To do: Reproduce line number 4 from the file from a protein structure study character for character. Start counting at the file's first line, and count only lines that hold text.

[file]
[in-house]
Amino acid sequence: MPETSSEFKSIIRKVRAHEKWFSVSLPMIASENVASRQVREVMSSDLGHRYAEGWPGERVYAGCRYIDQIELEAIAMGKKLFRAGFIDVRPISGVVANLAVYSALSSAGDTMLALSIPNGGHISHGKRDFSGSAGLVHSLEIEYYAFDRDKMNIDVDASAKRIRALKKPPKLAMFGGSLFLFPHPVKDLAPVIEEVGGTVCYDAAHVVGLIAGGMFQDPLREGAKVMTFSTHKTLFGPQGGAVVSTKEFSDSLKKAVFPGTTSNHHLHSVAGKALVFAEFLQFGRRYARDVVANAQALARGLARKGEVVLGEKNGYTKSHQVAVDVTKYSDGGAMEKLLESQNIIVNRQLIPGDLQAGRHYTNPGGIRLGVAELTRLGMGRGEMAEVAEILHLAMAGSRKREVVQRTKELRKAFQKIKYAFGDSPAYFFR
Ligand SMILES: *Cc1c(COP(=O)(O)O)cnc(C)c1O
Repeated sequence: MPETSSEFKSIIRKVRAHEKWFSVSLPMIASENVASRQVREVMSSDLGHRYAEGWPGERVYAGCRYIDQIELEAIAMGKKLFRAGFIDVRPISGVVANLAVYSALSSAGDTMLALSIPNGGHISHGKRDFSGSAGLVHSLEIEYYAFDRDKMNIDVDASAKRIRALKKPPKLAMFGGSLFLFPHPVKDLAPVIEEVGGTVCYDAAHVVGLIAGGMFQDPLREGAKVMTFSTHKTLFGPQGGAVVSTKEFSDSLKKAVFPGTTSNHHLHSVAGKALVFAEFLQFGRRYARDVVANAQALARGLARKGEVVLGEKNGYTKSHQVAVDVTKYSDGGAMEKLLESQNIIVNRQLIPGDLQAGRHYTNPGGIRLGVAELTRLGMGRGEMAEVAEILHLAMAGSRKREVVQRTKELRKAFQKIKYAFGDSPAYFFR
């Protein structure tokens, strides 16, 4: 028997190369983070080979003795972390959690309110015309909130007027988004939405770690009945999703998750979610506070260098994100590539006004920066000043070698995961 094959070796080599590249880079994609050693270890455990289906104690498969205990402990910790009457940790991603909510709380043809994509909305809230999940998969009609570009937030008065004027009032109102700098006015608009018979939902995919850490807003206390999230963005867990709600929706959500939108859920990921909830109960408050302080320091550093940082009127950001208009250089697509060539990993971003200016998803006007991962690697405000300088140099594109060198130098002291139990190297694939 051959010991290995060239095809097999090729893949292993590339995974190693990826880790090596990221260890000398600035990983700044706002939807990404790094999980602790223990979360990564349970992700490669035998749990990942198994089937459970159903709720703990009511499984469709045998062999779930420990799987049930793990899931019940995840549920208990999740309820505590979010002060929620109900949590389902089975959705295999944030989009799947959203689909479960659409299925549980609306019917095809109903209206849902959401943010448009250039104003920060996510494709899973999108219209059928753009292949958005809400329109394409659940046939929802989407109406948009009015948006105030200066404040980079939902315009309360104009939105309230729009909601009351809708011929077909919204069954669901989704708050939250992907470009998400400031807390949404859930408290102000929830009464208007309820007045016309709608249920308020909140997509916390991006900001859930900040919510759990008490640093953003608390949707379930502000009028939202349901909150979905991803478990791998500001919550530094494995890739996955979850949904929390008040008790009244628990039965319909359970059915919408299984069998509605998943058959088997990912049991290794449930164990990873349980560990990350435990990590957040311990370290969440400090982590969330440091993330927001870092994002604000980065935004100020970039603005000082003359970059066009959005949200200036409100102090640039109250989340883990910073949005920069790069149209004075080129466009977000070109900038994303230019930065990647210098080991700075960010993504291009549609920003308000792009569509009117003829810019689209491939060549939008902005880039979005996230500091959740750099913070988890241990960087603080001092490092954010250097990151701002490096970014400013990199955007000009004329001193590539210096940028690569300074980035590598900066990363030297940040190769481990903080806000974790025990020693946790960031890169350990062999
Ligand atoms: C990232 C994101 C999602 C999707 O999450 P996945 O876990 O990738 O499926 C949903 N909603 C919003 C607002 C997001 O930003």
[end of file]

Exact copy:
Repeated sequence: MPETSSEFKSIIRKVRAHEKWFSVSLPMIASENVASRQVREVMSSDLGHRYAEGWPGERVYAGCRYIDQIELEAIAMGKKLFRAGFIDVRPISGVVANLAVYSALSSAGDTMLALSIPNGGHISHGKRDFSGSAGLVHSLEIEYYAFDRDKMNIDVDASAKRIRALKKPPKLAMFGGSLFLFPHPVKDLAPVIEEVGGTVCYDAAHVVGLIAGGMFQDPLREGAKVMTFSTHKTLFGPQGGAVVSTKEFSDSLKKAVFPGTTSNHHLHSVAGKALVFAEFLQFGRRYARDVVANAQALARGLARKGEVVLGEKNGYTKSHQVAVDVTKYSDGGAMEKLLESQNIIVNRQLIPGDLQAGRHYTNPGGIRLGVAELTRLGMGRGEMAEVAEILHLAMAGSRKREVVQRTKELRKAFQKIKYAFGDSPAYFFR